Modular Digester On Dairy Farm
Amber Blythe, BIOFerm Energy Systems
An emerging need has been identified in the U.S. to serve smaller farms with between 50 and 500 head of cattle. A small, standardized, all-in-one system for these small farm applications has been developed. Allen Farms, near Oshkosh, Wisconsin, will be the first U.S. installation of a small plug and play system fitted with an agitated plug flow digester. This digester operates on dairy manure and bedding with a total solids content of about 15 percent. Presentation will discuss ongoing operations of the Allen Farm installation from both the technology provider and the farm's point of view. Details include farm logistics, sources of funding, installation, operation and overall impact of the project.

Evaluating Economics Of Swine Waste Digestion
Joel Burken, Missouri University of Science & Technology
Presentation discusses an economic model constructed to evaluate the financial potential of anaerobic digestion for swine waste considering initial investments, associated costs and new revenue streams of carbon credits, renewable energy credits and electricity sales. Current available subsidies were also taken into consideration in this analysis. The model was formulated based on case specific inputs and applied to three case studies in central Missouri. Laboratory-based treatability tests also determined operation-specific biogas generation rates and potential for the specific wastes; statistically significant differences were discovered. Different type of swine feeding operation clearly showed that biogas generation is impacted by operation types, which is more important than ever if the biogas is part of the economic projections on viability of individual projects. In all the three scenarios the projects were profitable with the presence of known state and federal subsidies. However, since the subsidies may not be available for many years, high carbon credit and electricity prices are probably needed for future profitability of the technology.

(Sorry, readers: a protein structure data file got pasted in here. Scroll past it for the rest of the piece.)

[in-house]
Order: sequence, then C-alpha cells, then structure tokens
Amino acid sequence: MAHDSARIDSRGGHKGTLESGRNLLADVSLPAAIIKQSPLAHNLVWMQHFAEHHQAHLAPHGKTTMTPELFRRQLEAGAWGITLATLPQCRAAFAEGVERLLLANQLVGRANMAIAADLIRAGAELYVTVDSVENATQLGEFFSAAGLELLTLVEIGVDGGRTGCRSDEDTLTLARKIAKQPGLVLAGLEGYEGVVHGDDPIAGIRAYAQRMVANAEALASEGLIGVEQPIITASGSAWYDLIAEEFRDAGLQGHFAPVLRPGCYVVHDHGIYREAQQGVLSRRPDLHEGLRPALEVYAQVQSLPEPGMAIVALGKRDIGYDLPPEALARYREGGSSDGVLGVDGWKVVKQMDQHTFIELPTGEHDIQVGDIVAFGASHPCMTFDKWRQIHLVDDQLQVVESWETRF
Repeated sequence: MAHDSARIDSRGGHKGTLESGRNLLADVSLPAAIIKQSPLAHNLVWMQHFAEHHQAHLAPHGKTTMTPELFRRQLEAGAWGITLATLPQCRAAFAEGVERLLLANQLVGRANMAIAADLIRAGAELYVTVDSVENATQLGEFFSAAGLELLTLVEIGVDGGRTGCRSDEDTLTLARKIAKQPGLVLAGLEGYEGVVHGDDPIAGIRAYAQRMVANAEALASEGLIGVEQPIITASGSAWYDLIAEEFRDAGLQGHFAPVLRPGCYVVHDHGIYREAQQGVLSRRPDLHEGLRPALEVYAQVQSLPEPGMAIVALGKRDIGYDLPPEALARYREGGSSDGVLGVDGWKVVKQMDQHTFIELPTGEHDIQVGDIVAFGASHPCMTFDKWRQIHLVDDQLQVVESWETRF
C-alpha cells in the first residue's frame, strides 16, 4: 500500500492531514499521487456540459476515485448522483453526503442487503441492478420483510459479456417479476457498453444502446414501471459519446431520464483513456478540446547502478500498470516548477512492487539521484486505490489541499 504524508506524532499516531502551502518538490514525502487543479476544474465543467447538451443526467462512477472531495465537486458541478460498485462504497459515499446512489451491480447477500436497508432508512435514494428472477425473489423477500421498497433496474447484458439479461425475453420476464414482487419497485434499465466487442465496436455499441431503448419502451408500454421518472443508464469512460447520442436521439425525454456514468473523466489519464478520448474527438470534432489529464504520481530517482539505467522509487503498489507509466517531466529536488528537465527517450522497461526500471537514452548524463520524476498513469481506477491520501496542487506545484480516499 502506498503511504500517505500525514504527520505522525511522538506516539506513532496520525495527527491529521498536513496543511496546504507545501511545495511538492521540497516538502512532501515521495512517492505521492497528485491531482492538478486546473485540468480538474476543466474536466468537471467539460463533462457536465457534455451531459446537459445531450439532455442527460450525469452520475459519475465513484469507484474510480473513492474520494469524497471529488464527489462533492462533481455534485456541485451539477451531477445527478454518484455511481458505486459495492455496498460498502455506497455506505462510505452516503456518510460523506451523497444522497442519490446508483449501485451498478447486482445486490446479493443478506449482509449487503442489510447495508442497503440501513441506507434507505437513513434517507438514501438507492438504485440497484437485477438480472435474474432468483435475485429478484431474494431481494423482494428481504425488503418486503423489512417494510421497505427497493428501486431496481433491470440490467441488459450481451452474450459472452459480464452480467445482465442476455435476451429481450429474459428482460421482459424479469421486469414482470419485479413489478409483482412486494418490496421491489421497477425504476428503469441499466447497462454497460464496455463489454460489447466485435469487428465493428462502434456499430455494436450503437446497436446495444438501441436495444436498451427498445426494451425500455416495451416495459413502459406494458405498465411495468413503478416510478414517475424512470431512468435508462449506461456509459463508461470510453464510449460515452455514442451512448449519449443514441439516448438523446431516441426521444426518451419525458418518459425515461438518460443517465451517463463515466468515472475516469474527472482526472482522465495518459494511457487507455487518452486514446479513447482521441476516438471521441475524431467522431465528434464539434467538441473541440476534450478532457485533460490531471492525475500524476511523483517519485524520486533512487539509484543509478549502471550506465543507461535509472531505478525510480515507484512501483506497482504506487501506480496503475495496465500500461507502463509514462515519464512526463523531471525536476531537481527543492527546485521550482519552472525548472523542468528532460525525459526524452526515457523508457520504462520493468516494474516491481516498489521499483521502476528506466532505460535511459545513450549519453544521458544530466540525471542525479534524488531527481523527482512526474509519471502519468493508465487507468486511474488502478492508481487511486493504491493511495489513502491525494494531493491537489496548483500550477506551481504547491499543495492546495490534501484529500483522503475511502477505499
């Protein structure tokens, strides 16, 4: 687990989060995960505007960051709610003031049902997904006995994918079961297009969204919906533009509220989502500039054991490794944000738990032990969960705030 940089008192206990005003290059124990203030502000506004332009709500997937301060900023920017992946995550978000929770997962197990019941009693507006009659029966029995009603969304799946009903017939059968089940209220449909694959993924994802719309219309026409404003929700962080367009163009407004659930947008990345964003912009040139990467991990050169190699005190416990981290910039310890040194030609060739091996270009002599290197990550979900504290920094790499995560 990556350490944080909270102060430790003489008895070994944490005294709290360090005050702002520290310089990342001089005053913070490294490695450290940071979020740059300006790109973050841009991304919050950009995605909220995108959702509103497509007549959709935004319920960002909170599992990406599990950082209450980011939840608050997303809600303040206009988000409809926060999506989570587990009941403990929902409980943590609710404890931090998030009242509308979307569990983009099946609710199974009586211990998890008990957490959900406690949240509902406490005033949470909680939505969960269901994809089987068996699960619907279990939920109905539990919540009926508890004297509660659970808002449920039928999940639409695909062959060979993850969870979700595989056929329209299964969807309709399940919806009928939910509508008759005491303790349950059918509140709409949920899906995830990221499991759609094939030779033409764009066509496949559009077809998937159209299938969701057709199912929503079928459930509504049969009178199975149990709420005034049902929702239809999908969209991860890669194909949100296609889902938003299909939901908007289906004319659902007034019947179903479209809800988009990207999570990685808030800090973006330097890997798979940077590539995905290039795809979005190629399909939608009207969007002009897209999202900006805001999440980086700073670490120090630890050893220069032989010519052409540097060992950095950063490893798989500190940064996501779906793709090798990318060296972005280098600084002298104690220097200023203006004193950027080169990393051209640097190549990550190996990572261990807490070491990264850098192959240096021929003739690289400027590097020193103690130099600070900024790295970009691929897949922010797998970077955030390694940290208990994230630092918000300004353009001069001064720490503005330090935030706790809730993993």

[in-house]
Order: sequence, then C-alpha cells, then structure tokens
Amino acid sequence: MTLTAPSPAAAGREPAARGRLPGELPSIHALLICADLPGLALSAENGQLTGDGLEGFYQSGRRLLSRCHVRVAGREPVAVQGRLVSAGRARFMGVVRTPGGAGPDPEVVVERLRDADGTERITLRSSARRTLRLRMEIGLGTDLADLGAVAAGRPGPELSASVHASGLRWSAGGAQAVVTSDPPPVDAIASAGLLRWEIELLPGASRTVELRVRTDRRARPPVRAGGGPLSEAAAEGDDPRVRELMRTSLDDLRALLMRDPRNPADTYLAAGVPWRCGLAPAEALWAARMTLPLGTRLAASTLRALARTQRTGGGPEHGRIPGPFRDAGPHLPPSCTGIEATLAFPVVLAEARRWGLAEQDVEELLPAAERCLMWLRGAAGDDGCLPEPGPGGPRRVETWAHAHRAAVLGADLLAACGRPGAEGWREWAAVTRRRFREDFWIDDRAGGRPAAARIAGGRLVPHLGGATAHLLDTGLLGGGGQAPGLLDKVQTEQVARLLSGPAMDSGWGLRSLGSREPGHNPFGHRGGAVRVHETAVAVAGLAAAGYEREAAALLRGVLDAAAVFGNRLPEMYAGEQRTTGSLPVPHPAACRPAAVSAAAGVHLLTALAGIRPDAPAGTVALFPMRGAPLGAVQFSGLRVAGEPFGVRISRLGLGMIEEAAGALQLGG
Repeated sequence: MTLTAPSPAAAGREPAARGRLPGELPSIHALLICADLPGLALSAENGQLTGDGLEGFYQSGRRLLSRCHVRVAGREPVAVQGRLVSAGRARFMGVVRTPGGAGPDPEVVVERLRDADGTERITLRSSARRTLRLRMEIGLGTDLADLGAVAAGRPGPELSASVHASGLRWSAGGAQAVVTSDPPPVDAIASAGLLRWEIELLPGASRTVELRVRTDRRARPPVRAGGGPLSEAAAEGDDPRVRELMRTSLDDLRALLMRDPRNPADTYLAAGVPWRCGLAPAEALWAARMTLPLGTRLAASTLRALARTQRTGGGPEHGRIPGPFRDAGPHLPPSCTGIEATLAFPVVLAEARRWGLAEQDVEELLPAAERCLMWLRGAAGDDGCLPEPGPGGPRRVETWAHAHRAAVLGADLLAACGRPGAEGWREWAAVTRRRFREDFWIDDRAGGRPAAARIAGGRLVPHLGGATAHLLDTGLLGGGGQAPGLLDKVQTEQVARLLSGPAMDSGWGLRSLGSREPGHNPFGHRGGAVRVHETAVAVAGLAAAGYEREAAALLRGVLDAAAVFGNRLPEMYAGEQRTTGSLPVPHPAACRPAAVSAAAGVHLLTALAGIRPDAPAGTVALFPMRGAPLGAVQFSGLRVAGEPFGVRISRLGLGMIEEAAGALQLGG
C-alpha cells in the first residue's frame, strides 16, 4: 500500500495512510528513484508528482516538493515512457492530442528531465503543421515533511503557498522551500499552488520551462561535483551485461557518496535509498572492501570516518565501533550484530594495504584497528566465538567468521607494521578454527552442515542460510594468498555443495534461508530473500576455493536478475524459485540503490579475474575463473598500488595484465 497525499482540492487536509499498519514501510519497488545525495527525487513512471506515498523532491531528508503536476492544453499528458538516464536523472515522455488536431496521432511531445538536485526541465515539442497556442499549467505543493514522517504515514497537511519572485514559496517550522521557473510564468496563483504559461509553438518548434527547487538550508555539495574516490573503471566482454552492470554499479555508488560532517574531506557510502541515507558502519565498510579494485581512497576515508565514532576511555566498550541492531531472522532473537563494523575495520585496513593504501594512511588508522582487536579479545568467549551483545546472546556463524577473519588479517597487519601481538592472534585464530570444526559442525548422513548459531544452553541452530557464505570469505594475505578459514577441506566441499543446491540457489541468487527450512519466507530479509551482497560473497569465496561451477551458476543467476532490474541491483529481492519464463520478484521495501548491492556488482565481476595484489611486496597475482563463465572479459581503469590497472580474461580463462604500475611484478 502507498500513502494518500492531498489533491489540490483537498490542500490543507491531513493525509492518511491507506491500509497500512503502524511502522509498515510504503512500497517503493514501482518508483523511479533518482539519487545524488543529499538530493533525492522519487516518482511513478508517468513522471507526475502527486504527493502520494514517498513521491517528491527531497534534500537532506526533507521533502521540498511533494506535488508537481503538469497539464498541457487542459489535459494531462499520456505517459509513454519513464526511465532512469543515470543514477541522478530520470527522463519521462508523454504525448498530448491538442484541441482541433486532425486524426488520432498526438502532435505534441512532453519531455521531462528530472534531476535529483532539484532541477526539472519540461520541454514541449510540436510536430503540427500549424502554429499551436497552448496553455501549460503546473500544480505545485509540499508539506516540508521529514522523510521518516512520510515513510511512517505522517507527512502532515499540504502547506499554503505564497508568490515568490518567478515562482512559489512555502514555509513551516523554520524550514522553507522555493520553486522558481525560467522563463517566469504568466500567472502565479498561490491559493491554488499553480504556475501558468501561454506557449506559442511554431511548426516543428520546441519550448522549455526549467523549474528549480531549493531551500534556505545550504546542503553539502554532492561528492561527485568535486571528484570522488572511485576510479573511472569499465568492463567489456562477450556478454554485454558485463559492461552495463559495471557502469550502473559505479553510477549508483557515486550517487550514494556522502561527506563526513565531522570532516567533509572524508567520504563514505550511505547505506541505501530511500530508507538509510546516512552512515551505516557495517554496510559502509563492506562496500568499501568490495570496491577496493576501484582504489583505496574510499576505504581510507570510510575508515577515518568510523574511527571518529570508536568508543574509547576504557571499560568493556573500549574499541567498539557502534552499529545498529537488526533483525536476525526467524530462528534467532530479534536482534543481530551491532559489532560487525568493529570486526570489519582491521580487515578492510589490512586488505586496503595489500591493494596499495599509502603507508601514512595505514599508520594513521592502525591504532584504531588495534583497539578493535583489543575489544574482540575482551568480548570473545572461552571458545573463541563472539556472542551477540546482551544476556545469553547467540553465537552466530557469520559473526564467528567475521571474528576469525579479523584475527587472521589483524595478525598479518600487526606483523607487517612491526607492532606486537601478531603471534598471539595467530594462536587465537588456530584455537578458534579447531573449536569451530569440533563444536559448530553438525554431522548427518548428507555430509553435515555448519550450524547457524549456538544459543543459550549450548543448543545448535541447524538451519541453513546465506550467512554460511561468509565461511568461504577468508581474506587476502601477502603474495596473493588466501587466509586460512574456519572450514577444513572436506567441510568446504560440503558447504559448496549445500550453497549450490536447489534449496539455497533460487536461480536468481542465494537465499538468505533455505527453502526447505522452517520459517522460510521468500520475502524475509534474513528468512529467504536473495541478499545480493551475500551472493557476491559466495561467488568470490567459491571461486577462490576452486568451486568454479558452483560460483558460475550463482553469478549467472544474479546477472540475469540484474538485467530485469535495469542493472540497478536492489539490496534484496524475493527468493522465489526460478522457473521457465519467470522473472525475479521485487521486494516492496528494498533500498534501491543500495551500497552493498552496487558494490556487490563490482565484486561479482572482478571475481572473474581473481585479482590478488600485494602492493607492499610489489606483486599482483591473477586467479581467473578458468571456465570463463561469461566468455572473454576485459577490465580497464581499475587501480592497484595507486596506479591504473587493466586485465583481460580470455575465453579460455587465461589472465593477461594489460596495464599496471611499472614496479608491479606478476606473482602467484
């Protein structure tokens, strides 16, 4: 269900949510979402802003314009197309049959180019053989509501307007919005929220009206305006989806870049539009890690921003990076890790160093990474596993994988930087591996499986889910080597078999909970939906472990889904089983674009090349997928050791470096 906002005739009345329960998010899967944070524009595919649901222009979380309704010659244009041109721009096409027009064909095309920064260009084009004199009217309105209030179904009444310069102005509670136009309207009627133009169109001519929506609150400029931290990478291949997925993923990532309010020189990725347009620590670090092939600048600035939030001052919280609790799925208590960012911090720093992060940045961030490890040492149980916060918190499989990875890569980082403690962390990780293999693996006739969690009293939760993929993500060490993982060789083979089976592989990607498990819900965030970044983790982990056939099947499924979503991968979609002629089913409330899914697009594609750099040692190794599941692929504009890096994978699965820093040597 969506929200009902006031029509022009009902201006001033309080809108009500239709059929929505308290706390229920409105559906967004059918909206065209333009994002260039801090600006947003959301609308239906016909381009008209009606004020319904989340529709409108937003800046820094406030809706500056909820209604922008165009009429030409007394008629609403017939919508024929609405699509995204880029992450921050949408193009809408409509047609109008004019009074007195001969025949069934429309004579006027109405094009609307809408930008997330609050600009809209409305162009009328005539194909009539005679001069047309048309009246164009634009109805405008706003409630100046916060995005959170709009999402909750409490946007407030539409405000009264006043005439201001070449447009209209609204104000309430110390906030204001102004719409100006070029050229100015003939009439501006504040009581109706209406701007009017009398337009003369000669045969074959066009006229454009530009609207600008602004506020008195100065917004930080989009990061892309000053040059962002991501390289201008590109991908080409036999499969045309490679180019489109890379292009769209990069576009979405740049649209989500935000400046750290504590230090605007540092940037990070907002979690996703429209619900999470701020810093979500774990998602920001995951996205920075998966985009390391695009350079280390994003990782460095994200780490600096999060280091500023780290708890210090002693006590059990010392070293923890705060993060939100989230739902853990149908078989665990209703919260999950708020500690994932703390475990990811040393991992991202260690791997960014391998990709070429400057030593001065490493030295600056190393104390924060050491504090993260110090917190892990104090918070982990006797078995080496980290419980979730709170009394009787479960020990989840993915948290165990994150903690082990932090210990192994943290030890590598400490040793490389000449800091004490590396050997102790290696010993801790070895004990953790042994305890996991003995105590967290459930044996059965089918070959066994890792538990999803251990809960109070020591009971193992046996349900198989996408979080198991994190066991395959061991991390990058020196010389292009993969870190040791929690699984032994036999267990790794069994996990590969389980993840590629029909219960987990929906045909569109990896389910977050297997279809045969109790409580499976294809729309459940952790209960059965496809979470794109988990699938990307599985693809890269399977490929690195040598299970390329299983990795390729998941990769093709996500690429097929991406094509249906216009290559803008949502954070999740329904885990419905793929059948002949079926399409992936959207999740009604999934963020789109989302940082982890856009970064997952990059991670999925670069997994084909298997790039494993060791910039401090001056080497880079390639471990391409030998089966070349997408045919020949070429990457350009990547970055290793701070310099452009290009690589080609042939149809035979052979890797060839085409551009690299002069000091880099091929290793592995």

Analysis Of Wet Versus Dry Fermentation
Alessandro Chiumenti, University of Udine, Italy
 

Monday, October 29, 2012 | | TRACK 2 || 4:15 PM — 6:00 PM

Food Waste Management

Connecting The Dots In A Food Generator's Sustainability Program
Robin Sweere, Sweere Consulting
Success of organic waste separation and utilization programs involves connecting the dots between various departments in the food retail sector, including food purchasing, energy and utilities and solid waste. An example includes purchasing locally sourced fruits and vegetables grown in greenhouses adjacent to an anaerobic digester that is processing food waste from the grocery store. The greenhouse is heated with recovered heat from the biogas engine. How to engage all stakeholders in this type of closed-loop solution will be discussed, including how to ensure that the stores' food buyers are aware of the sustainability team's objectives and are included in the decision-making process.